Left to right: Zach Peterson

Left to right: Zach Peterson

Project Agriculture 2013

Twenty-four students attended Project Agriculture in Vanderhoof, everyone got to try out many different aspects of work on a farm.

From September 25 to 27 Vanderhoof students attended Project Agriculture. There, 24 students got to try out many different aspects of farming work on David Martens and Sons farm.

The stations that kids participated in were weeds, ATV lessons and safety, light horse, heavy horse, hay truck, dairy and calf barn, welding, cattle handling, tractor w/spear, and Bobcat.

Kids also get to see the stream rehabilitation for the Murray Creek Project, they’ll get a presentation about the reasoning for it and why it’s important for farmers and residents. Students learned about meat cutting as well. Co-op’s Colin Walker came in to teach the kids which part of the animal goes into what cut of meat.

“We spent some time at Nechako Valley Animal Health Services with Corey Stevens and her staff,” said Darren Carpenter, district coordinator. “And she shut down her practice for the entire morning and she’s been doing that ever since she became involved in this program. She had three stations and we had a dog that was sedated and students got involved with how they cleaned his teeth and did some teeth extractions, its really hands on.”

This program has been going on for 24 years and many supporters have been involved since the beginning. It’s a little sampling of everything, the idea is to expose the students to as many things as possible and see if anything connects with them. If so, then it’s the school’s responsibility to follow up afterwards.

The students also went to Little Valley Farms, another longtime supporter, to learn some roping, team penning, branding and horse work.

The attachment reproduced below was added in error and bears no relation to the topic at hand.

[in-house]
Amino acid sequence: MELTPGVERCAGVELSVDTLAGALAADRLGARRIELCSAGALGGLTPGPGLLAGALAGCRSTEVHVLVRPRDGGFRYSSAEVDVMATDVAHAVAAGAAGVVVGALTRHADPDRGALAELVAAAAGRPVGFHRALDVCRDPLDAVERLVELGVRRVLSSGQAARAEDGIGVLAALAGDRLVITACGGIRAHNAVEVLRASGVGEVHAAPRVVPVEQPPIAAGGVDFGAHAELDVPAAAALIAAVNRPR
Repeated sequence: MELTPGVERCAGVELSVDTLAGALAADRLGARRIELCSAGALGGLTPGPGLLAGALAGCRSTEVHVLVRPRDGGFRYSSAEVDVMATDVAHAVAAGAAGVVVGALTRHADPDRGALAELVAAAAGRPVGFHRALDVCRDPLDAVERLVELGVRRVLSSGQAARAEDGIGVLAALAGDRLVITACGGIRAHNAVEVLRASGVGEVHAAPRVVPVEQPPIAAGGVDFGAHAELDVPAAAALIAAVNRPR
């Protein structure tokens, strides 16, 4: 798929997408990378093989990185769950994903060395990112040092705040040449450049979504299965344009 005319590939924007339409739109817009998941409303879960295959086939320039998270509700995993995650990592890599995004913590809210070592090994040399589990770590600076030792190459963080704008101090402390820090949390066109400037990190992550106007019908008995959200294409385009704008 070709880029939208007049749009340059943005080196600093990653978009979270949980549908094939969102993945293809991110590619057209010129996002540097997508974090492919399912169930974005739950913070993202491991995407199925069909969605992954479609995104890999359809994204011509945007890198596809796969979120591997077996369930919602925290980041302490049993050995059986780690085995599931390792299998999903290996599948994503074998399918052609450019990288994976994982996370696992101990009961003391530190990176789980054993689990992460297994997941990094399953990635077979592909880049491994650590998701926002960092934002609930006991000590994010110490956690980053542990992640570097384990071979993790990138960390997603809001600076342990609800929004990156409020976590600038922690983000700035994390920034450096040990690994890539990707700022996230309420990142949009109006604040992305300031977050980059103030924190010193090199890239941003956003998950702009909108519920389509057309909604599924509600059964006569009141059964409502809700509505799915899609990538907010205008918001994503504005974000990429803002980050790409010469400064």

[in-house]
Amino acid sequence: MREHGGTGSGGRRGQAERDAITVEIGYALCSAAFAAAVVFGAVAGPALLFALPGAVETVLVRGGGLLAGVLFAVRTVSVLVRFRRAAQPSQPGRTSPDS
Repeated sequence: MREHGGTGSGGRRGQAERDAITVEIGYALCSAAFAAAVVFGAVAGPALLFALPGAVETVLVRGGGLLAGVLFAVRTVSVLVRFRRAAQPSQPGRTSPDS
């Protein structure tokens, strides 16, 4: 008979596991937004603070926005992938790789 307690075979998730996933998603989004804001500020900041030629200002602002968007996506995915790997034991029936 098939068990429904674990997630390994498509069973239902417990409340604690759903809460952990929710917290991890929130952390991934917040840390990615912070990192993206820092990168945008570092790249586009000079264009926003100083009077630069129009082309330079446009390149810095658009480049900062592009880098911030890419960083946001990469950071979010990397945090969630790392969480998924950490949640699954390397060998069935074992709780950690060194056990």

Then they came to the auction market where they held a mock auction and students took a crack at learning how to bid on things at an auction.

“So we have 24 students and we had 46 kids apply from the four communities,” said Carpenter. “So we’re able to maximize students coming for the right reasons obviously some flexibility with 46 kids applying.”

Carpenter said that an attempt was made to cost out the three days of hands-on learning.

“If you were to cost this all out for the last three days, well there’s a school district from down south, I won’t name which one, they came up and looked at it to see if they could replicate it down there. It would have cost them $80,000. So we’re pretty proud of the partnerships that we have. Just the fact they’re willing to provide their expertise and their knowledge and the equipment and personnel at no cost is incredible.”

The supporters will see the benefits later on when students are deciding their career paths and they might choose to go in this direction.

 

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